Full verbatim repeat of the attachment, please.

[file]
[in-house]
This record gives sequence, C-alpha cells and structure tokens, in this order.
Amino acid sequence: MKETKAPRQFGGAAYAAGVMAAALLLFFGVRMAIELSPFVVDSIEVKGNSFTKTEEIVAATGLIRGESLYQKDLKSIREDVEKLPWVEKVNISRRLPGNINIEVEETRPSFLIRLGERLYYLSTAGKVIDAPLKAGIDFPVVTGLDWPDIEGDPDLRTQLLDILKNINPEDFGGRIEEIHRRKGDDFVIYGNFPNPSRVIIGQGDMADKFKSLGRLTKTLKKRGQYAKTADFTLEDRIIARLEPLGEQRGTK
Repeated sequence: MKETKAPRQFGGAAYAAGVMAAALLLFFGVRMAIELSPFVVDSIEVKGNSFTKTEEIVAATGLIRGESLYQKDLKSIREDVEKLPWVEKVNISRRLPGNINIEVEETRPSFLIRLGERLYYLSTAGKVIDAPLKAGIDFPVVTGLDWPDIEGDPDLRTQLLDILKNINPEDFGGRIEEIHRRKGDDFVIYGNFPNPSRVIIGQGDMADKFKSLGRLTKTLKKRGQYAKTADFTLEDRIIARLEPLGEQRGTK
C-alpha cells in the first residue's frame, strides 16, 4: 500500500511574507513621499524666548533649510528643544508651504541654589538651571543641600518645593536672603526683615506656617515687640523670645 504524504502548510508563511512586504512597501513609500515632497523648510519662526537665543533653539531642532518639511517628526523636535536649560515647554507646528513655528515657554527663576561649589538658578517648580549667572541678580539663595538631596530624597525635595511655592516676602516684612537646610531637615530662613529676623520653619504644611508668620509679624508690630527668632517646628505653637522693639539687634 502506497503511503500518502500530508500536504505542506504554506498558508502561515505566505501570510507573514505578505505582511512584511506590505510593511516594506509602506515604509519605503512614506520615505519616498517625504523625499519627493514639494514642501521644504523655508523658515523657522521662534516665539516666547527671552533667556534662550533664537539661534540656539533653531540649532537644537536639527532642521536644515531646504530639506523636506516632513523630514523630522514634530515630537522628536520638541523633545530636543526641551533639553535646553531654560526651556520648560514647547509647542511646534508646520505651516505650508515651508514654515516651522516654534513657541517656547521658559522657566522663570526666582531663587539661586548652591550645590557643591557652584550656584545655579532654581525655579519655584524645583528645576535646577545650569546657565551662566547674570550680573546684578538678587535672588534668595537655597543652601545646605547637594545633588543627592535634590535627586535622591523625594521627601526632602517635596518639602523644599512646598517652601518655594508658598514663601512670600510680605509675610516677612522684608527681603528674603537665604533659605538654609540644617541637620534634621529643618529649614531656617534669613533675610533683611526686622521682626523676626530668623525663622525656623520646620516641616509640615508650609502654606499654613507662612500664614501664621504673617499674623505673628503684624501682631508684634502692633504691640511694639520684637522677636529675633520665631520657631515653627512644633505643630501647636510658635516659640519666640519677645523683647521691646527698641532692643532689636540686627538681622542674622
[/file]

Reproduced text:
[in-house]
This record gives sequence, C-alpha cells and structure tokens, in this order.
Amino acid sequence: MKETKAPRQFGGAAYAAGVMAAALLLFFGVRMAIELSPFVVDSIEVKGNSFTKTEEIVAATGLIRGESLYQKDLKSIREDVEKLPWVEKVNISRRLPGNINIEVEETRPSFLIRLGERLYYLSTAGKVIDAPLKAGIDFPVVTGLDWPDIEGDPDLRTQLLDILKNINPEDFGGRIEEIHRRKGDDFVIYGNFPNPSRVIIGQGDMADKFKSLGRLTKTLKKRGQYAKTADFTLEDRIIARLEPLGEQRGTK
Repeated sequence: MKETKAPRQFGGAAYAAGVMAAALLLFFGVRMAIELSPFVVDSIEVKGNSFTKTEEIVAATGLIRGESLYQKDLKSIREDVEKLPWVEKVNISRRLPGNINIEVEETRPSFLIRLGERLYYLSTAGKVIDAPLKAGIDFPVVTGLDWPDIEGDPDLRTQLLDILKNINPEDFGGRIEEIHRRKGDDFVIYGNFPNPSRVIIGQGDMADKFKSLGRLTKTLKKRGQYAKTADFTLEDRIIARLEPLGEQRGTK
C-alpha cells in the first residue's frame, strides 16, 4: 500500500511574507513621499524666548533649510528643544508651504541654589538651571543641600518645593536672603526683615506656617515687640523670645 504524504502548510508563511512586504512597501513609500515632497523648510519662526537665543533653539531642532518639511517628526523636535536649560515647554507646528513655528515657554527663576561649589538658578517648580549667572541678580539663595538631596530624597525635595511655592516676602516684612537646610531637615530662613529676623520653619504644611508668620509679624508690630527668632517646628505653637522693639539687634 502506497503511503500518502500530508500536504505542506504554506498558508502561515505566505501570510507573514505578505505582511512584511506590505510593511516594506509602506515604509519605503512614506520615505519616498517625504523625499519627493514639494514642501521644504523655508523658515523657522521662534516665539516666547527671552533667556534662550533664537539661534540656539533653531540649532537644537536639527532642521536644515531646504530639506523636506516632513523630514523630522514634530515630537522628536520638541523633545530636543526641551533639553535646553531654560526651556520648560514647547509647542511646534508646520505651516505650508515651508514654515516651522516654534513657541517656547521658559522657566522663570526666582531663587539661586548652591550645590557643591557652584550656584545655579532654581525655579519655584524645583528645576535646577545650569546657565551662566547674570550680573546684578538678587535672588534668595537655597543652601545646605547637594545633588543627592535634590535627586535622591523625594521627601526632602517635596518639602523644599512646598517652601518655594508658598514663601512670600510680605509675610516677612522684608527681603528674603537665604533659605538654609540644617541637620534634621529643618529649614531656617534669613533675610533683611526686622521682626523676626530668623525663622525656623520646620516641616509640615508650609502654606499654613507662612500664614501664621504673617499674623505673628503684624501682631508684634502692633504691640511694639520684637522677636529675633520665631520657631515653627512644633505643630501647636510658635516659640519666640519677645523683647521691646527698641532692643532689636540686627538681622542674622